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I'm in the process of making a work bench, mostly following the Nicholson style, and with a vise like this one.

The only difference is that I'm going to be using hard wood for the vise chop, and I want to put dog holes in the top of it.

Because of cost, I'll probably have to laminate 2 pieces of wood together to form the chop, rather than using a single thick piece.

My question is this: given that I want to put dog holes (3/4") in the chop, how thick should I make it? I was thinking 2" - is that enough?

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    Remember that the thicker the chop, the less space there is between the jaws... – keshlam Jan 9 '17 at 22:48
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Because of cost, I'll probably have to laminate 2 pieces of wood together to form the chop, rather than using a single thick piece.

This can be stronger and more stable than one solid piece so it's often a good way to go anyway. If the piece or pieces you get are flat-sawn, alternate the grain as in the vice bottom-left of the image in this Answer.

My question is this: given that I want to put dog holes (3/4") in the chop, how thick should I make it? I was thinking 2" - is that enough?

Yes 2" would be more than sufficient. You can install dogs in vice linings much thinner than this but for the style of face vice you're making thick chops are usual.

Lining
Since you are going with hardwood you should give thought to lining the chop with leather to help prevent marring of workpieces in softer woods.

Leather linings substantially increase grip at more modest clamping pressures anyway, reducing wear and tear on the mechanism. Not a big deal here but an important consideration with cheaper modern all-metal vices that aren't made as robustly as their vintage counterparts.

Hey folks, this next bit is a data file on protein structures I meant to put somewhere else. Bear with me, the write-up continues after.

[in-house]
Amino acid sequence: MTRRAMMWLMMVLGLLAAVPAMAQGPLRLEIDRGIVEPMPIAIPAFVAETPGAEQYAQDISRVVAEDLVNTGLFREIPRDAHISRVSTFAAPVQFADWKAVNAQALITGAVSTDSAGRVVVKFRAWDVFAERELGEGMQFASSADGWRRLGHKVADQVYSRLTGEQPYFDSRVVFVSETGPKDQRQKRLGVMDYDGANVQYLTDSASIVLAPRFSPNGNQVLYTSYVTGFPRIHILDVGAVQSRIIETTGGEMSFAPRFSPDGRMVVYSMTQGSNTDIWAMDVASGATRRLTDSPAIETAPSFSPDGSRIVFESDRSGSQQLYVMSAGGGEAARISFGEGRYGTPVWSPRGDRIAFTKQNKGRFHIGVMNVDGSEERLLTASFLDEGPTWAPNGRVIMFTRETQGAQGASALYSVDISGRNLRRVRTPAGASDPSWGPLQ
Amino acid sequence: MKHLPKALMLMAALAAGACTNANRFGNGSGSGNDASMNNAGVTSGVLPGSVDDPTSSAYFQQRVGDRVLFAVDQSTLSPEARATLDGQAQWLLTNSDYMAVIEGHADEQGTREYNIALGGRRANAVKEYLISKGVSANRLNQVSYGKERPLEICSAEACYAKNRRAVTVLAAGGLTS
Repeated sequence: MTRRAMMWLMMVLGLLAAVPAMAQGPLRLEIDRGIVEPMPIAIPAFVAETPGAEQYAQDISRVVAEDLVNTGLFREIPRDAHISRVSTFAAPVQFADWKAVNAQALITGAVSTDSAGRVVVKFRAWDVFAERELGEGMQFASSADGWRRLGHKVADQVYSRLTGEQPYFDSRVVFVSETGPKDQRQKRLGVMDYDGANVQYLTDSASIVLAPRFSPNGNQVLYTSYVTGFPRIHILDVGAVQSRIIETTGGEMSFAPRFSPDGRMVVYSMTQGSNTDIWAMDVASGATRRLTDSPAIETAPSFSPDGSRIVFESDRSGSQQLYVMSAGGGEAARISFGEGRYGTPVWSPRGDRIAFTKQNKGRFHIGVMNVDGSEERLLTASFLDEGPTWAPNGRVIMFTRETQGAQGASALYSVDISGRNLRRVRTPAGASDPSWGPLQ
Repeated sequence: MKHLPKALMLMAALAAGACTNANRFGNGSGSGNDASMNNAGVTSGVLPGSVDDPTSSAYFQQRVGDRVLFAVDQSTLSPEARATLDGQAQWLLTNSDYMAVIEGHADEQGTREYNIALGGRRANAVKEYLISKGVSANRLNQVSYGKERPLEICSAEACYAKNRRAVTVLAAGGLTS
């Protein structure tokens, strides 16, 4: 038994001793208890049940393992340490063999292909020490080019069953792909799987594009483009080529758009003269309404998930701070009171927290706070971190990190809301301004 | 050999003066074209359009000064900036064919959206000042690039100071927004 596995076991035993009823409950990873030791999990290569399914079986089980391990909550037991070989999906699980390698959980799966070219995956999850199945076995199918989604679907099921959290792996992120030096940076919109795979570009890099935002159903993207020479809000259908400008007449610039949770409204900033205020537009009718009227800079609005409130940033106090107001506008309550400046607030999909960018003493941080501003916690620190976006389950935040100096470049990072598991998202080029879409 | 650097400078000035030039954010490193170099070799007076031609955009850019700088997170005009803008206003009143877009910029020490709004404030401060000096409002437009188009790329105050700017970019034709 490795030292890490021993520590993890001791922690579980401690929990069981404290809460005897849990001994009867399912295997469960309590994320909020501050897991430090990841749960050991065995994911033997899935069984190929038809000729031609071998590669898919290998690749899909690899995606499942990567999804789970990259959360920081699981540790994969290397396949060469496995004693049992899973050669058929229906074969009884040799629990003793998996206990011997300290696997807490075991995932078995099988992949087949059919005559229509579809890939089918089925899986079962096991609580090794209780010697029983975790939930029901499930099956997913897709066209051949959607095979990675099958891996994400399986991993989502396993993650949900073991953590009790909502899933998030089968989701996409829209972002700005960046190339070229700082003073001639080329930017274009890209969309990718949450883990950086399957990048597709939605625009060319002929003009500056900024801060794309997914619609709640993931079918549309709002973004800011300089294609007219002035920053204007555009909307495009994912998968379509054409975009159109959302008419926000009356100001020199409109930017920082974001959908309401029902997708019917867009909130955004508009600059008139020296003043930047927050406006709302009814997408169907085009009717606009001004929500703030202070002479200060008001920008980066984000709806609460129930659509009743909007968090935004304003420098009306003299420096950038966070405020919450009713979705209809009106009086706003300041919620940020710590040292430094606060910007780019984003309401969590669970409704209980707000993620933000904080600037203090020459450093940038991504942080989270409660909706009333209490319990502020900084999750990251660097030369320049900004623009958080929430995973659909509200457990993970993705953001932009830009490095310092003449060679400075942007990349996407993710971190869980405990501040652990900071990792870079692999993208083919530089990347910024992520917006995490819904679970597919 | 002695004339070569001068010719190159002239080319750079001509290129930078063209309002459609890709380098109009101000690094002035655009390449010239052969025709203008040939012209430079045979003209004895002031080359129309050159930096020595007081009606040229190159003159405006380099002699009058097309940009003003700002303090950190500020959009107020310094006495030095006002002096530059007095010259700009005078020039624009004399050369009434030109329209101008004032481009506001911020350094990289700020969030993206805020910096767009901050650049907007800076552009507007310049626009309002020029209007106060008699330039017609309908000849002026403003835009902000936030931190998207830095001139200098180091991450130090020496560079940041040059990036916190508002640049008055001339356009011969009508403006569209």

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As you tighten the vise your dog will place all the pressure from tightening the vise on the outerlayer of wood in the chop. I would recommend at least one inch of hardwood onm the outside face of the chop. The inside face need not be as thick since it will not be compressed during tightening, so about 1/2" should do it. All told this would result in 2 1/4" minimum chop. I would align my pieces with the grain traveling parallel with the vise travel and use plenty of glue when assembling the chop.

The vise installation in your video shows the chop installed along the front of the bench. When planning my own bench I had both a front leg vise and a traveling wagon vise that extends side to side. The wagon vise had dogs that extend along the entire front of the vise. This allows me to mount short or long boards and easily plane them along their entire length, so it gets plenty of use. I chose not to put dogs in the leg vise since any board mounted using the dogs would extend from front to back of the bench and is not convenient for most prep work including planing.

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